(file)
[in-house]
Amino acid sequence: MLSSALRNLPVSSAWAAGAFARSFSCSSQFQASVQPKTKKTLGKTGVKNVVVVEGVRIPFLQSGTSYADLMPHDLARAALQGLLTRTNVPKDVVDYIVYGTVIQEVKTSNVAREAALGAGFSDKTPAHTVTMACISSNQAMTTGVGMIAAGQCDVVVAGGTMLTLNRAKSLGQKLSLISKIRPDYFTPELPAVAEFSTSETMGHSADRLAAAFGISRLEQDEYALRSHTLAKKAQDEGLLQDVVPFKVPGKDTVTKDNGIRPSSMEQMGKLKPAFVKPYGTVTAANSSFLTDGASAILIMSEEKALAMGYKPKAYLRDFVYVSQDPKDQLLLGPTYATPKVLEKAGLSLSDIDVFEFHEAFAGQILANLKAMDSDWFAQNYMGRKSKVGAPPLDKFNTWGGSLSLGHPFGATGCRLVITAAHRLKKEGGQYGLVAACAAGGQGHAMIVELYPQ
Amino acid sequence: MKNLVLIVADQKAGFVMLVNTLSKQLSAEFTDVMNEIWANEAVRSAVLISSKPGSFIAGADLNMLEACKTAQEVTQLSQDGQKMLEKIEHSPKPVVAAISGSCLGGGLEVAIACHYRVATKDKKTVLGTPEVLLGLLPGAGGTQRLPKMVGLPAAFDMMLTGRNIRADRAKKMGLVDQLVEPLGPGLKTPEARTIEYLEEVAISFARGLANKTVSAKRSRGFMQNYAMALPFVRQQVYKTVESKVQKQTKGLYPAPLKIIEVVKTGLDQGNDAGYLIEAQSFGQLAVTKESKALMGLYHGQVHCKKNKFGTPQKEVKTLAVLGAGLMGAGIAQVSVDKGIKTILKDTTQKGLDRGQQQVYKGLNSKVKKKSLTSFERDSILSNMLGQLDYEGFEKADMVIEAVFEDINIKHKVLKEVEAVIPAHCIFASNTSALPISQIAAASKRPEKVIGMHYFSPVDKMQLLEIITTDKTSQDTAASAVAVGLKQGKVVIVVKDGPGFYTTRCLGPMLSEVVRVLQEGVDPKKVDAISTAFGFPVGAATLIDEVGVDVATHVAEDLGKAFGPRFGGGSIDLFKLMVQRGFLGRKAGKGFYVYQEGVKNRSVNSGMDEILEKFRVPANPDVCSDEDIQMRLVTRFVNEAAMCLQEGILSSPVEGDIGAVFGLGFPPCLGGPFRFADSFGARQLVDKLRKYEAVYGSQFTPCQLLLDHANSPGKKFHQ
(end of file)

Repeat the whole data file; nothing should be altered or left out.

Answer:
[in-house]
Amino acid sequence: MLSSALRNLPVSSAWAAGAFARSFSCSSQFQASVQPKTKKTLGKTGVKNVVVVEGVRIPFLQSGTSYADLMPHDLARAALQGLLTRTNVPKDVVDYIVYGTVIQEVKTSNVAREAALGAGFSDKTPAHTVTMACISSNQAMTTGVGMIAAGQCDVVVAGGTMLTLNRAKSLGQKLSLISKIRPDYFTPELPAVAEFSTSETMGHSADRLAAAFGISRLEQDEYALRSHTLAKKAQDEGLLQDVVPFKVPGKDTVTKDNGIRPSSMEQMGKLKPAFVKPYGTVTAANSSFLTDGASAILIMSEEKALAMGYKPKAYLRDFVYVSQDPKDQLLLGPTYATPKVLEKAGLSLSDIDVFEFHEAFAGQILANLKAMDSDWFAQNYMGRKSKVGAPPLDKFNTWGGSLSLGHPFGATGCRLVITAAHRLKKEGGQYGLVAACAAGGQGHAMIVELYPQ
Amino acid sequence: MKNLVLIVADQKAGFVMLVNTLSKQLSAEFTDVMNEIWANEAVRSAVLISSKPGSFIAGADLNMLEACKTAQEVTQLSQDGQKMLEKIEHSPKPVVAAISGSCLGGGLEVAIACHYRVATKDKKTVLGTPEVLLGLLPGAGGTQRLPKMVGLPAAFDMMLTGRNIRADRAKKMGLVDQLVEPLGPGLKTPEARTIEYLEEVAISFARGLANKTVSAKRSRGFMQNYAMALPFVRQQVYKTVESKVQKQTKGLYPAPLKIIEVVKTGLDQGNDAGYLIEAQSFGQLAVTKESKALMGLYHGQVHCKKNKFGTPQKEVKTLAVLGAGLMGAGIAQVSVDKGIKTILKDTTQKGLDRGQQQVYKGLNSKVKKKSLTSFERDSILSNMLGQLDYEGFEKADMVIEAVFEDINIKHKVLKEVEAVIPAHCIFASNTSALPISQIAAASKRPEKVIGMHYFSPVDKMQLLEIITTDKTSQDTAASAVAVGLKQGKVVIVVKDGPGFYTTRCLGPMLSEVVRVLQEGVDPKKVDAISTAFGFPVGAATLIDEVGVDVATHVAEDLGKAFGPRFGGGSIDLFKLMVQRGFLGRKAGKGFYVYQEGVKNRSVNSGMDEILEKFRVPANPDVCSDEDIQMRLVTRFVNEAAMCLQEGILSSPVEGDIGAVFGLGFPPCLGGPFRFADSFGARQLVDKLRKYEAVYGSQFTPCQLLLDHANSPGKKFHQ